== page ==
At the time of the Control film (which features a reference to the Bournemouth Winter Gardens gig), the AFC Bournemouth photographer Mick Cunningham told the Echo’s Nick Churchill: “From the start I remember the sheer power and simplicity of it. I think many people there were expecting another 1-2-3-4 band like the Buzzcocks, but it was so different. No one got up and moved – everyone sat transfixed by them and the power of the set with Ian Curtis absolutely mesmerising. At the end he was doing a dance I’d never seen before and when he started convulsing on stage near the end of the set I, like everyone, just thought it was because of the sheer energy and emotion he put in. Only when the St John’s Ambulance men went up to treat him did you realise he’d had a fit.”

Gang of Four: In Bournemouth He’s a Tourist

November 22 Cool and the Gang of Four on the 26th anniversary of the JFK assassination: Before their gig at Bournemouth Town Hall the Gang of Four became the subjects/victims of the first classic Vague fanzine interview. They were touring to promote their ‘Entertainment’ album on EMI with Red Crayola of Radar/Rough Trade. Your resourceful Vague reporters visited the Town Hall early in the afternoon for this one, purely in the interests of journalism (well, actually to see if we could get in without paying). We sneaked in to the ‘top south coast’ venue and approached a roadie, he directed us to a bunch of guys crashed out by the stage – looking to all the world like more roadies. “Are you the Gang of Four?” we ask apprehensively. “Yeah, that’s right, can we help?” replies a Gang member. They proceed to fill us in on a few details. They are: John King – vocals, Dave Allen – bass, Andrew Gill – guitar and Hugo Burnham – drums. We discover that we are interviewing Dave Allen. Later we are joined by Hugo Burnham.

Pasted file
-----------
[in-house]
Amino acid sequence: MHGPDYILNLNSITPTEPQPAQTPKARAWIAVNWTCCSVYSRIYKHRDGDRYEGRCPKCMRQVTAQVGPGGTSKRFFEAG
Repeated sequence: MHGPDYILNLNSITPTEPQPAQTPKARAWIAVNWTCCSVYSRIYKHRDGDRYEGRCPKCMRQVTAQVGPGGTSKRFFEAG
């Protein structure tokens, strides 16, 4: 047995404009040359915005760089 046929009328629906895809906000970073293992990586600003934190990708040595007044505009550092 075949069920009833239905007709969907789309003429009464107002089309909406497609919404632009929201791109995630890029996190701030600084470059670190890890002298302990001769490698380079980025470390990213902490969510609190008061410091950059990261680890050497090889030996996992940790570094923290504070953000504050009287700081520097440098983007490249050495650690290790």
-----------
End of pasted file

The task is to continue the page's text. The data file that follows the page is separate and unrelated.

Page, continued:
Dave in response to predictable opening question: “We’ve been going for about 2 years, obviously we came up through punk but I think we would have made it anyway. I never dyed my hair or anything like that and I was not really into the original punk thing.” Chris: “I’ve always associated you with the Manchester bands scene, is that where you’re based?” Dave: “No, we are from Leeds actually, that’s where we are based but we are involved with the Manchester scene.” Tom: “This is your first headlining tour, how’s it going?” Dave: “It’s going remarkably well, we’ve had a really good response so far. It was especially good last night in Cardiff. Yeah, it’s great to be headlining after supporting the Banshees and Penetration, but when we went to the States we were headlining. We supported the Buzzcocks in Europe. It was great in the States, we played mainly small places but the response was surprisingly good.”